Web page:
• A mother and son each owned a restaurant in Oaxaca.  The mother’s was in a high tourist zone, the son’s less so but with a strong local clientele.  The mother’s was rented from a non – related third party, and the son’s was owned outright, inherited from his father.  The mother had to close up shop after 15 years because of rent increases, with insufficient sales to cover costs and take home a bit for herself.  The son’s restaurant remains open.  He continues to enjoy his toys.
  • A Oaxacan operated a hotel and a crafts store.  The former was owned outright, by the family, and the latter was rented in a high traffic downtown area.  As a consequence of the 2006 civil conflict he closed the craft store.  The hotel remains open.
  • An elderly Oaxacan woman of Spanish stock owns three large, well – known Oaxaca hotels, each run by one of her children.  She complains about soft tourism, but the family is doing more than just fine, by any reasonable assessment.
  • A downtown Oaxaca restaurant never did take off, despite several years of trying, including at least one wholesale menu change.  It catered to tourists.  It kept open, nevertheless.  Finally it changed to an Italian restaurant.  Oaxacans seems to gravitate towards good Italian food, more so than international tourists.  The property is owned by the owner’s parents. Had it not been for the nature of the ownership of the real estate, by all reasonable estimations and based on simple economics, the restaurant would have closed a year after opening.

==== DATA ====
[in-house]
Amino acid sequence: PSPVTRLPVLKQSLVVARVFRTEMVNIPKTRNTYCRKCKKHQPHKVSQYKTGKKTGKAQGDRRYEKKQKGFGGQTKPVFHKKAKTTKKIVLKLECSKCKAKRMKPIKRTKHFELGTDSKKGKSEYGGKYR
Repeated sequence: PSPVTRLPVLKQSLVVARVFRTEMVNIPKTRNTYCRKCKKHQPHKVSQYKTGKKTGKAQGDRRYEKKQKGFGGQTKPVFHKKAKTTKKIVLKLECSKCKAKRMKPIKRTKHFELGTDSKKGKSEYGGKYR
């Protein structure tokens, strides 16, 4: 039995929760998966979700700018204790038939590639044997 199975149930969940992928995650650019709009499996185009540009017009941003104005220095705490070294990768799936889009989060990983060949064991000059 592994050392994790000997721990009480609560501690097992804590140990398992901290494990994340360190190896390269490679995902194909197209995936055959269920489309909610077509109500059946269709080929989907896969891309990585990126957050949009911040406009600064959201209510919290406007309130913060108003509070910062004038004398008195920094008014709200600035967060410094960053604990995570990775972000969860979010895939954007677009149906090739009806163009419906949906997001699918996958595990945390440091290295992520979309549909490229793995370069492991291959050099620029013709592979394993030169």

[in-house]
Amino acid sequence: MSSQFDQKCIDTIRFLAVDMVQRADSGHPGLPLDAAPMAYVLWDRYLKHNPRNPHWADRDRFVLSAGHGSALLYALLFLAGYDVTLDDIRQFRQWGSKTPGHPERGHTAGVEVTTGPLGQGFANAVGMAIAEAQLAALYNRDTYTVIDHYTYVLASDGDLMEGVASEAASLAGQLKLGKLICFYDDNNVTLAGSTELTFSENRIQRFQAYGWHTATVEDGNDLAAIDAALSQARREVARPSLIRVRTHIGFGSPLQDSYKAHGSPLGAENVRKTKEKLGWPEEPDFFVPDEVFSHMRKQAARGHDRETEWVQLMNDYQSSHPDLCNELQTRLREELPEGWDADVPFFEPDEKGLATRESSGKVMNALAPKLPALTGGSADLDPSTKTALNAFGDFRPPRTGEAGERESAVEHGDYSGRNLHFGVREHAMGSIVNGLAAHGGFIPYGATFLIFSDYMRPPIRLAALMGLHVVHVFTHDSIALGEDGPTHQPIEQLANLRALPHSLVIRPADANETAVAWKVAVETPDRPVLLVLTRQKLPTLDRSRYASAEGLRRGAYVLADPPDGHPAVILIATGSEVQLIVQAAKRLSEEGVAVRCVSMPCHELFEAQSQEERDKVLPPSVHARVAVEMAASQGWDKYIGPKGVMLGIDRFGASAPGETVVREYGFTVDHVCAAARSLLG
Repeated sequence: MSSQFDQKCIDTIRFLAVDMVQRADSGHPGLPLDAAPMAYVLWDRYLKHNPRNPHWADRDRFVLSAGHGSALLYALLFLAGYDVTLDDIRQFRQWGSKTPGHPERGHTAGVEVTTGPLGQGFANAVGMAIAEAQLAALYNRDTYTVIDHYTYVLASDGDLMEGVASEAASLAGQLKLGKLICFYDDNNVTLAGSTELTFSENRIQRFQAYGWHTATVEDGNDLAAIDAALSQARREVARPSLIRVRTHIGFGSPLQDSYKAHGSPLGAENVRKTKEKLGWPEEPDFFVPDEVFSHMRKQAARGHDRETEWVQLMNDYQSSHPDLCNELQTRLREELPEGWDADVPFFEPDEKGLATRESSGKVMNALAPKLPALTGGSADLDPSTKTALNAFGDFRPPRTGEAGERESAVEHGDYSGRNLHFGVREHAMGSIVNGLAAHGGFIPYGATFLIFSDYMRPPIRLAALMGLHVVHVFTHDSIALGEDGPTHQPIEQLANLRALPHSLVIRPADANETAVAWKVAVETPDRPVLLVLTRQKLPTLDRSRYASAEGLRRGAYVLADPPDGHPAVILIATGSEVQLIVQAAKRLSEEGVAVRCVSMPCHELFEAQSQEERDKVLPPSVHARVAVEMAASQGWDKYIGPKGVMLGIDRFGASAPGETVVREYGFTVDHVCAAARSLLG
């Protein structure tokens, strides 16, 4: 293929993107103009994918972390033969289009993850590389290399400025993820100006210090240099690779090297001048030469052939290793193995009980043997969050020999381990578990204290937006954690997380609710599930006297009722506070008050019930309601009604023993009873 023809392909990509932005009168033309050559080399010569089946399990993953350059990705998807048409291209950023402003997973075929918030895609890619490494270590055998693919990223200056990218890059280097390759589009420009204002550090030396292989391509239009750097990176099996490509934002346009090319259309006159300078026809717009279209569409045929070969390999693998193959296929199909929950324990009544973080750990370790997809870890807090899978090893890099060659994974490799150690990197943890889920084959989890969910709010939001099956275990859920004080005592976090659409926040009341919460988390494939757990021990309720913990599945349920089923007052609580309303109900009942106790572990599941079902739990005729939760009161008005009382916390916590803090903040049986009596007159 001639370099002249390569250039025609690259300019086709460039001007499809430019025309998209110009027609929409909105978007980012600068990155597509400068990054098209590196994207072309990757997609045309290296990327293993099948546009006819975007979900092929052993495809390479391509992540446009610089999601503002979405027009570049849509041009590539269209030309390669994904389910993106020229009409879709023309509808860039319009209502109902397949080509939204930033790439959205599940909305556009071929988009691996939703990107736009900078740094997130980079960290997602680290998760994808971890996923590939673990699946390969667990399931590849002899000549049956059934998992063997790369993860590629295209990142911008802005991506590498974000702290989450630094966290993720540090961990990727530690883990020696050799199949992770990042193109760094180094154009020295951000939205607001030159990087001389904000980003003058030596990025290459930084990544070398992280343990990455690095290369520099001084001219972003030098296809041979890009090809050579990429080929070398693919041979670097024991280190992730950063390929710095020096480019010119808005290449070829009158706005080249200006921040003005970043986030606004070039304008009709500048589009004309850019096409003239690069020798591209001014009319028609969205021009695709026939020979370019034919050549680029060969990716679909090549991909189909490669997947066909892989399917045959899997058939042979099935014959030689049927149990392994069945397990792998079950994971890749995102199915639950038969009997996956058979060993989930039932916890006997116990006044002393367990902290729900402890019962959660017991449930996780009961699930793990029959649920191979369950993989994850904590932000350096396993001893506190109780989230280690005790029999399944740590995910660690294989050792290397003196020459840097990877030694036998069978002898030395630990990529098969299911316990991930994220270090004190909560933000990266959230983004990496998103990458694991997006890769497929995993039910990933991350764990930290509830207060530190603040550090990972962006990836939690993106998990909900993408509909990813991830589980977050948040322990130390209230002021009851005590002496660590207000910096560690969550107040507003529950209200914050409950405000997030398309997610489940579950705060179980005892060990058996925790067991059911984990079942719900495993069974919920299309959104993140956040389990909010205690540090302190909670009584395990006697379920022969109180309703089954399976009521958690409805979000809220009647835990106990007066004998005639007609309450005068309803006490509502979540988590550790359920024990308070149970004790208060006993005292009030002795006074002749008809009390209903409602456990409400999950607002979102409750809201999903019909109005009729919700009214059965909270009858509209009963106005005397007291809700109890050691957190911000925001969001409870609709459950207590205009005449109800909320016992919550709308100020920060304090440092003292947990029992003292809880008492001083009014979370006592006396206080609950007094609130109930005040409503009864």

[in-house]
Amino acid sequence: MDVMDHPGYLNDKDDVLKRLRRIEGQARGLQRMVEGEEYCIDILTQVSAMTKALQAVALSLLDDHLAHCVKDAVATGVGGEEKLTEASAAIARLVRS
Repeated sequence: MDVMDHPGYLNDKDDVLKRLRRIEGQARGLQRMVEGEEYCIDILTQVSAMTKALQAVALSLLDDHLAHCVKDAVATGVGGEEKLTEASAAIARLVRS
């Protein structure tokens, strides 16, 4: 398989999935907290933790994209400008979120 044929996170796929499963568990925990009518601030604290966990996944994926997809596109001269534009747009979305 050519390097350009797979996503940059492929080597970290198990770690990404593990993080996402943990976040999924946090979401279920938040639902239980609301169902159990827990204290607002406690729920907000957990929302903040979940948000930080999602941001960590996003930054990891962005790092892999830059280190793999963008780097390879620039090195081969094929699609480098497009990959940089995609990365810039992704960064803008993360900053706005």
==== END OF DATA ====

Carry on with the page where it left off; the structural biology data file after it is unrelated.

Of course there are exceptions, but each is based on specific, unique circumstances.  Once their individual states of affairs are examined, it becomes clear that operations are not inconsistent with the broad premise. For example, there are a few large hotels on leased premises, which continue to pay market rent and other expenses. It is suggested that there are two main reasons:

  1. They are owned by chains with significant financial backing such that they can easily cover a few soft years.  They’re in it for the long haul; if profits don’t materialize as expected, it can be taken in stride within the context of the broader picture, tax incentives, etc.
  2. Their use of aggressive price point marketing attracts European charter groups and other special interest trips (i.e. Elder Hostel).  They can afford to offer attractively priced packages because of volume and three-star accouterments. At the other end, there appears to be much less negative press outside of Canada and the US, and in any event overseas tour operators do not appear to have the same liability concerns.  Alternatively, profit motive keeps them actively selling.